Operation Naval Gazing image

Graphika Report

Tuesday September 22, 2020

Operation Naval Gazing

Ben Nimmo, C. Shawn Eib, Léa Ronzaud

Facebook Takes Down Inauthentic Chinese Network

On September 22, 2020, Facebook announced that it had taken down a cluster of fake assets on Facebook and Instagram that it attributed to individuals in China. The assets posted about a range of issues in Chinese, English, Filipino, and Indonesian, including a small volume of content on the U.S. 2020 election, but they showed a particular interest in maritime security, especially in the South China Sea. For this reason, we have dubbed this activity Operation Naval Gazing.

This is the second time that Facebook has attributed a takedown set to actors in China. In August 2019, the platform took down seven pages, three groups, and five accounts that mainly posted about the Hong Kong protests from a pro-China point of view; Facebook attributed that activity to “individuals associated with the Chinese government.” The latest takedown was larger and wider ranging, but it, too, primarily posted about regional issues from a pro-China perspective. 

Before the takedown, Facebook shared a list of assets with Graphika for independent analysis.

Operation Naval Gazing enlarges our understanding of information operations emanating from China. Some of its content reflected Chinese messaging, both overt and covert, on issues such as the Hong Kong protests, Taiwan’s independence, and COVID-19. Other content promoted China’s position in its geopolitical rivalry with the United States, especially in the South China Sea. The operation’s use of covert assets to promote favored politicians - notably members of the Duterte family in the Philippines, and President Joko Widodo (“Jokowi”) in Indonesia - appears more novel. Its use of fake American accounts was also novel, but these assets were generally too rudimentary to establish a persona. 

The operation began in late 2016 by posting about Taiwan; some of its posts attacked President Tsai Ing-Wen. In early 2018, it started posting about the Philippines with content that supported President Rodrigo Duterte and argued in favor of Chinese regional influence. Around the same time, it also created a collection of pages that focused more broadly on the South China Sea and defended China’s policies there. For a few months in late 2018, one page began posting in support of President Joko Widodo in Indonesia, shortly before Indonesia’s presidential election.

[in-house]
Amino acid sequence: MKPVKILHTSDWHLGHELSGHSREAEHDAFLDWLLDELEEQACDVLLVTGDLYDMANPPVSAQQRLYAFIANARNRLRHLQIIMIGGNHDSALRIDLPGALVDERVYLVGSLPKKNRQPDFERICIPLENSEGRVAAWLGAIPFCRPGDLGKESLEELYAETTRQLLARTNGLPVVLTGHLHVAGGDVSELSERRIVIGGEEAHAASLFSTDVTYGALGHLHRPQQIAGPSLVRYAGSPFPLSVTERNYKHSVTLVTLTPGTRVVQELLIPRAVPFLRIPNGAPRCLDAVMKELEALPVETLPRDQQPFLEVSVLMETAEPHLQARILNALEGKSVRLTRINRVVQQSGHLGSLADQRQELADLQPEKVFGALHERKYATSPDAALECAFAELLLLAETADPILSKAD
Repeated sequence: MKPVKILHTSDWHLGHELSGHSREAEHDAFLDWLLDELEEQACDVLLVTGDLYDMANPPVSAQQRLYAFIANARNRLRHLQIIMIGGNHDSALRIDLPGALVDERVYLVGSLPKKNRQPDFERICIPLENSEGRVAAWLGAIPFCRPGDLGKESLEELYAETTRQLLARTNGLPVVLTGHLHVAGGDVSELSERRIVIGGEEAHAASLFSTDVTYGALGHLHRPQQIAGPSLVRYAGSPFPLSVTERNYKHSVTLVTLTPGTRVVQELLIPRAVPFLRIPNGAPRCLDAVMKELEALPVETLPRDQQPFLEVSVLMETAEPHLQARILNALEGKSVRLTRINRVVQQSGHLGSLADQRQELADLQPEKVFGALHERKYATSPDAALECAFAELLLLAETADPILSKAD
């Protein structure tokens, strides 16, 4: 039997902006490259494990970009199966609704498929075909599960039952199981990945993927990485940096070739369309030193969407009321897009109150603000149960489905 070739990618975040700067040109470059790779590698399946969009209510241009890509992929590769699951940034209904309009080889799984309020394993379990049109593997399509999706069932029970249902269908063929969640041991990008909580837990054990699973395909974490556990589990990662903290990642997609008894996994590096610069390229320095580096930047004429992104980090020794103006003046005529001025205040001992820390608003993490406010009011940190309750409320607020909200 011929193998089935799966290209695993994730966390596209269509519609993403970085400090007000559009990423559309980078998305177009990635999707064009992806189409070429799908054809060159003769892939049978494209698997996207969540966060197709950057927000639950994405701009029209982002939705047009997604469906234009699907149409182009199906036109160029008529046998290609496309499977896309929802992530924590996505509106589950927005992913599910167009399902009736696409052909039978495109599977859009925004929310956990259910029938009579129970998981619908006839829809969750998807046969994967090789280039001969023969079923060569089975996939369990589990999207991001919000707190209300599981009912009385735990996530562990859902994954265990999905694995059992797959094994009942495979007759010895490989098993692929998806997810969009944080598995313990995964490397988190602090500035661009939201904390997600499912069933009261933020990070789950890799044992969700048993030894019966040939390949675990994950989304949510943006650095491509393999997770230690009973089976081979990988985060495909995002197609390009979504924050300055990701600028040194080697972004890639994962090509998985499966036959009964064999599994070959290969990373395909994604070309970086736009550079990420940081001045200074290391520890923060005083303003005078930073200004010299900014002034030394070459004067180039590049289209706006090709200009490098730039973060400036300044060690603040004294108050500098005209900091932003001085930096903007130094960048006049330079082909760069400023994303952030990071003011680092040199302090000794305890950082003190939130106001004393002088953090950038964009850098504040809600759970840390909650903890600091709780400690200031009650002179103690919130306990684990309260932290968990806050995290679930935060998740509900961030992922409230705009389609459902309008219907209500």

In 2019-2020, the operation began running accounts that posed as Americans and posted a small amount of content about the U.S. presidential election. Different assets supported President Donald Trump and his rival Joe Biden; one short-lived group supported former presidential candidate Pete Buttigieg. The operation did not single out either candidate for preferential treatment. Many of the accounts in this phase of the operation were barely active.  

Throughout all of these phases, the operation kept returning to the theme of maritime security, especially the achievements of the Chinese Navy. 

The operation used a number of techniques to disguise its fake accounts. Some stole their profile pictures from authentic individuals. Others used AI-generated profile pictures, a technique that is becoming increasingly prevalent in information operations around the world. The operation typically set up its accounts in small batches spread out over a few days and linked by stylistic features, such as the choice of profile picture or the location that they claimed. None of the accounts made large numbers of friends on Facebook. 

The operation’s success in audience building was mixed. Two pages that focused on the Philippines attracted around 57,000 and 40,000 followers, respectively. A page that mainly posted about security in the South China Sea attracted 16,000. None of the other pages had more than 10,000 followers, and one, focused on criticizing Donald Trump, had none at all. Similarly, a group focused on the Philippines had over 51,000 members, but none of the operation’s other groups had more than 2,000, and the one dedicated to Buttigieg had only two - both run by the operation. 

Naval Gazing showed little cross-platform activity. In addition to the assets on its own platform, Facebook found six Instagram accounts, four of which never posted. Graphika found one related high-confidence asset on Twitter and a handful of accounts on Chinese platforms. The operation did post its content in front of various different audiences, but it does not appear to have broken out of social media to be picked up by the mainstream media or other influencers.

Read the full report here

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